It seems to me, some of the current teaching generation has displayed an inability to connect with their pupils. The majority of surgical residents in 2017 are millennials, and the “good old ways” of effective teaching through guilt, embarrassment, and punitive action will not work. Browbeaters need not apply, for you already have lost this war. For better or worse, educators must find a way to engage these residents on a positive emotional level at the same time as they engage on a higher intellectual plane.

Before the coffee spurts across your OR lounge and the surgical hats start flying fast and furious, let me clarify: In no way do I support the notion that general surgery residents should be coddled, pampered, or emotionally shielded from the gut-wrenching difficulty of practicing surgery. It was imperative in my education that I learned how to be wrong, how to admit it, and how to take ownership of my actions, whether right or wrong. Thankfully, I had a few good examples in Boston, and I’ll never forget the impact they made on my education. But, those lessons were reinforced in a way that made me WANT to weave them into the fabric of my surgical life. Never a heavy-handed dictum; without ego or audience; lacking the morose condescension associated with “those giants” of classical surgical training – what I received in my training was a whole-person engagement that fulfilled my desire to succeed and allowed me the room to grow up as an adult learner without feeling too akin to a 16-year-old, grounded and without car keys, when I had the audacity to make a mistake. Some tried this tack, but my grit won. Somewhere in Lawrenceville, Ga., I hope Dr. Elsey is smiling.

Those who taught best in my residency did so by example. They did it by letting me drive the ship, by giving credit when I did well, by educating when I did not. They did it by making me understand a patient is not a statistic, that you can be honest and kind and a giver of hope all at the same time and that a true surgeon does not need to brag and boast about her accomplishments, nor does he imperiously tear down those lower than himself on the “hierarchy.” The best of the best at Tufts Medical Center showed me what it means when a good person sits in an exam room with a hurting human being and starts the healing process with a kind smile, a gentle touch, words of reassurance, and confidence in his ability to change that patient’s life for the better.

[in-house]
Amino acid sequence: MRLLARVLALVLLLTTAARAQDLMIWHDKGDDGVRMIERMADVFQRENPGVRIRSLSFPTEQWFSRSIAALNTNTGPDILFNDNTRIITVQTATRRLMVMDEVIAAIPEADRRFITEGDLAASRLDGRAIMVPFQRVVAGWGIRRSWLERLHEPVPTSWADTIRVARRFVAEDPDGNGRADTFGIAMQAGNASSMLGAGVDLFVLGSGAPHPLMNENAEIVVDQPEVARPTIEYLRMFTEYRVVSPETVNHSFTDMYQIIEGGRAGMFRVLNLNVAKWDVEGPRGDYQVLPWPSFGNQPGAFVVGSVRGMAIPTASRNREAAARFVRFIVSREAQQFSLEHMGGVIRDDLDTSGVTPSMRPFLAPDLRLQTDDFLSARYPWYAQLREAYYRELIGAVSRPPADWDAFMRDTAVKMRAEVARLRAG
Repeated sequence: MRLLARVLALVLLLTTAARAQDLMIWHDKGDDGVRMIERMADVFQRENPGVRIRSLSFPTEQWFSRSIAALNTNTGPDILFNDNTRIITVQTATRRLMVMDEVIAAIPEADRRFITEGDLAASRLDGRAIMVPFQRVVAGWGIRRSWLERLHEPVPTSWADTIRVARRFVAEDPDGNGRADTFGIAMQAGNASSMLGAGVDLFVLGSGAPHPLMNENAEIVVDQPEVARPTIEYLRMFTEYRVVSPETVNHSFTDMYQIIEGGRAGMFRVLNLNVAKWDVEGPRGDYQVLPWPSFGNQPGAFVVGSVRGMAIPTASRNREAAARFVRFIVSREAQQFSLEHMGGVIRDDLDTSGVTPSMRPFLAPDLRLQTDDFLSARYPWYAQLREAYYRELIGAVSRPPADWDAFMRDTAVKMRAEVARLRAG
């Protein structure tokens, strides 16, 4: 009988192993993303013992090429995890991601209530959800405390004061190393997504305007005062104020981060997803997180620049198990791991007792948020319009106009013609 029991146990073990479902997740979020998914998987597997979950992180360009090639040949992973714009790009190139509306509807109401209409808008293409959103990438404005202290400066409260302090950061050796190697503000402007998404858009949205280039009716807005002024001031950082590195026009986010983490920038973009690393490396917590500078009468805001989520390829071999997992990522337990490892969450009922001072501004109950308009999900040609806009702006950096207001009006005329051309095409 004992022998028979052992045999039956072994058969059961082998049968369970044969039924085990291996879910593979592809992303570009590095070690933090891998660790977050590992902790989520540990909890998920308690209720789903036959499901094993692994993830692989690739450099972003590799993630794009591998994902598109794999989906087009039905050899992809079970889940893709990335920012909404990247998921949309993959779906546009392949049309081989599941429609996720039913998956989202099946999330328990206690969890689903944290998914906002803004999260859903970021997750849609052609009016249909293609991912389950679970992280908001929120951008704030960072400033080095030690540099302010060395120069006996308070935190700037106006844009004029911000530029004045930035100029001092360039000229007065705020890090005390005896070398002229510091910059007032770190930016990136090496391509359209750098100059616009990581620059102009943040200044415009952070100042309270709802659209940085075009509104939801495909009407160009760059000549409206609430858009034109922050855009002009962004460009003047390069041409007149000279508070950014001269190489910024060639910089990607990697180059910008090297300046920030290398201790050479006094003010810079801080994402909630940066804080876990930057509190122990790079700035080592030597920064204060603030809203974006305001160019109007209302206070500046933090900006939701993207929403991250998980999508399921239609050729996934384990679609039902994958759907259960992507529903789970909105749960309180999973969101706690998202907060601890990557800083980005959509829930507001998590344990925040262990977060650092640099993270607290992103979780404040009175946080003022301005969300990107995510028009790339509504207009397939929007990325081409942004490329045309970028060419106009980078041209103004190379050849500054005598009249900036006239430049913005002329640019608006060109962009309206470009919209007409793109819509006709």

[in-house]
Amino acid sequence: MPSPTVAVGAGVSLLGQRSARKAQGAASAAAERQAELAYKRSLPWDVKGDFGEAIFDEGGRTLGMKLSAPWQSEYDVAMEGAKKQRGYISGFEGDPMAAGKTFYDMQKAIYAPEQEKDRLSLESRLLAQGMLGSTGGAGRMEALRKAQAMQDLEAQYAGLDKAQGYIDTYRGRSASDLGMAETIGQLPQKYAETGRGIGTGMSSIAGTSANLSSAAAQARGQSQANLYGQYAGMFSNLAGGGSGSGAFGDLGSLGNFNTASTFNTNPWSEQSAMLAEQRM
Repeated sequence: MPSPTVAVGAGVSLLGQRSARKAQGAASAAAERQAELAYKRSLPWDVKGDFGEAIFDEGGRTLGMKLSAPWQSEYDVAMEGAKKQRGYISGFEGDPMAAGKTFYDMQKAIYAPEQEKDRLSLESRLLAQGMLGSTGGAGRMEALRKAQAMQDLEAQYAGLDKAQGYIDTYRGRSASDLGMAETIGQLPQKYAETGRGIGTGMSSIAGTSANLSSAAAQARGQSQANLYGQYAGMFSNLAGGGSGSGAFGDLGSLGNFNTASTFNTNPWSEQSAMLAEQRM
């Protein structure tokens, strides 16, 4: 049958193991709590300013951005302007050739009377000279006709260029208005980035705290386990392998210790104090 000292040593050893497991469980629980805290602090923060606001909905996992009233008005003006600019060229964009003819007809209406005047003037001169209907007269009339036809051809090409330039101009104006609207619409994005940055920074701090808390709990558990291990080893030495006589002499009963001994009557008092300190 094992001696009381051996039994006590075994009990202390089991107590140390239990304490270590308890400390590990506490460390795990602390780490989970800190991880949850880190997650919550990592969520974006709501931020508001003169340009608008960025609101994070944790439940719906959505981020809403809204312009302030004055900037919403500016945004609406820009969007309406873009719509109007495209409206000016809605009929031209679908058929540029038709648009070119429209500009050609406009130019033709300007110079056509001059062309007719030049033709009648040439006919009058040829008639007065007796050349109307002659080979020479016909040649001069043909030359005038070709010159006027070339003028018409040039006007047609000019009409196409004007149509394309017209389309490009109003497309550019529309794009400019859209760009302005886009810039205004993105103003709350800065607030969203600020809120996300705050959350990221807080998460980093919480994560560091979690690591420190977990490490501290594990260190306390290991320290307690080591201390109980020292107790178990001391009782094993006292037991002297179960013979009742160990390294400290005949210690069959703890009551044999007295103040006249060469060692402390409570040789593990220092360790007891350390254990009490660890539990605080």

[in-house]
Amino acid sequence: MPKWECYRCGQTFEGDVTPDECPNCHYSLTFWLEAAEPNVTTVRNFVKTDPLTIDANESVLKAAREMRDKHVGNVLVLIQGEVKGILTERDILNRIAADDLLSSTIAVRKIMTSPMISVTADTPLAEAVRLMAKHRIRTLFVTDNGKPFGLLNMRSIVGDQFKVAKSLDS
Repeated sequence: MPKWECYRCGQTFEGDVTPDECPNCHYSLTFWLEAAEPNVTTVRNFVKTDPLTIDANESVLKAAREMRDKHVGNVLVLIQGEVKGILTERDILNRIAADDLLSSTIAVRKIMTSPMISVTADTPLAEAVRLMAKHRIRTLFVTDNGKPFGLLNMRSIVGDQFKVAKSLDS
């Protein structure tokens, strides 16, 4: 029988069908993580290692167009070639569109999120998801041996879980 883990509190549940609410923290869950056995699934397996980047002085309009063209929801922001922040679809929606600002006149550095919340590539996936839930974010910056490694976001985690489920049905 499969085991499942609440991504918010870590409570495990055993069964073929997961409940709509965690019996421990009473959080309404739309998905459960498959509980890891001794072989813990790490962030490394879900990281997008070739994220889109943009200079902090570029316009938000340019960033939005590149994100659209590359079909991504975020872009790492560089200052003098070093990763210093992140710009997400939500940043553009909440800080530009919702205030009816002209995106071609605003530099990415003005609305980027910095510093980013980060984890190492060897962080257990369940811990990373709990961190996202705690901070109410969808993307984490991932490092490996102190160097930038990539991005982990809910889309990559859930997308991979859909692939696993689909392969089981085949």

Could it be that we need more of that – and less devotion to metrics – in surgical education? What might training become if we focus entirely on the patient and stop worrying about how the statistics make us all look? What would happen if educators traded nostalgia for engagement with their pupils? It may just be me, but all that sounds suspiciously ... old school, no?

So, before I have to choke down another article explaining how my contemporaries and I represent a kind of global warming to the long-established surgical polar ice caps, let me assure you that at least one young whippersnapper made it out of modern (read: postduty hours) surgical training and actually found a little success – and more than a bit of professional satisfaction – in the unforgiving world of independent general surgery by adhering to the same principles that guided Zollinger and DeBakey, Graham and Fisher: Do what is right for the patient, every single time, to the very best of your God-given and man-made ability. Those are some time-tested lessons I am very proud to have learned.

And, if you want the real story about my 3 years in practice, talk to my partners here in Maine. There is no critique quite like daily proximity. For what it’s worth, they have tolerated me splendidly.

Dr. Crosslin is a general surgeon practicing in Rockport, Maine, and an FACS Initiate, October 2017.